1.A.1.a Public Electricity And Heat Production

Last updated on 24 Jan 2013 17:05 by Kevin Hausmann

Short description

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Source category Public Electricity and Heat Production (1.A.1.a) comprises district heating plants and electricity and heat production of power plants. Waste incineration is also included.

NFR-Code Name of Category Method AD EF Key Source for (by)
1.A.1.a Public Electricity and Heat Production T2 NS CS SOx & NOx (L/T), CO (L), TSP, PM10 & PM2.5 (L/T), Pb (L/T), Hg (L/T), Cd (L/T), PCDD/F (L/T), HCB (L/T)

Method

Activity data

The fuel input for electricity production is given in line 11 ("Public thermal power stations") of the National Energy Balance. The fuel inputs for public heat production are given in lines 15 ("combined heat and power stations") and 16 ("district heating stations"). Line 14 ("Hydroelectric, wind-power, photovoltaic systems and other similar systems") comprises all systems/ plants that generate electricity from biogas, landfill gas, sewage-treatment gas or solid biomass and feed the electricity into the public grid. Since no cut-off limit applies for such systems, this catagory includes very small sytems too.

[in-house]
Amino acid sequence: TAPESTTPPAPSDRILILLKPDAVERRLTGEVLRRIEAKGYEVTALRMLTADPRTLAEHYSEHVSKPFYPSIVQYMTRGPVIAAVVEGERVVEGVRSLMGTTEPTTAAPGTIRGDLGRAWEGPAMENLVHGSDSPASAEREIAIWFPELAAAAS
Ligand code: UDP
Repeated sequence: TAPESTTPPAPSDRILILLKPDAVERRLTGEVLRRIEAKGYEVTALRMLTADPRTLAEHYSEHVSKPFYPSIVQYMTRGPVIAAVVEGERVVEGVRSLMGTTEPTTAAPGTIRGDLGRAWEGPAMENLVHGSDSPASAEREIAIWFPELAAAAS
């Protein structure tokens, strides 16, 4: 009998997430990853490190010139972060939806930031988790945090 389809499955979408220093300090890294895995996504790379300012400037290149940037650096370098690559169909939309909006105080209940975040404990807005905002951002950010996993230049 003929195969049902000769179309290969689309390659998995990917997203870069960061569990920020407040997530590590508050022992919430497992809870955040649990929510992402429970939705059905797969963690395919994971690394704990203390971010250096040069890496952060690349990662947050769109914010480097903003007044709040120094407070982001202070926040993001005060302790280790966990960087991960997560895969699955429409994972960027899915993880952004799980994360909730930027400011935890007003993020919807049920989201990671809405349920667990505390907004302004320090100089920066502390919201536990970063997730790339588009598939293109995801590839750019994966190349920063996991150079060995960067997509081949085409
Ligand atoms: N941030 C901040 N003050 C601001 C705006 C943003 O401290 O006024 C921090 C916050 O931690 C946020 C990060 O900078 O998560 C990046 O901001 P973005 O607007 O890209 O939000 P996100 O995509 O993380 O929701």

Above-mentioned data provided by the Energy Balance are summarised fuel consumption data. To get technical details which are needed for calculating emissions additional statistical data were used. All the data result in the calculation model "Balance of Emission Sources" which is part of the central database (CSE). The aim of the database is to produce more detailed fuel consumption data which are adjusted to the special technical characteristics of electricity and heat production. As a result, fuel-specific and technology-specific emission factors may be applied to the relevant activity rates.
When the calculations for submission 2012 were done, the Energy Balance 2010 was not yet available. Insofar for the year 2010 preliminary data are used. These data are also provided by the Working Group on Energy Balances which compiles a priliminary energy balance. That's the reason why Germany has to done recalculations for the previous year.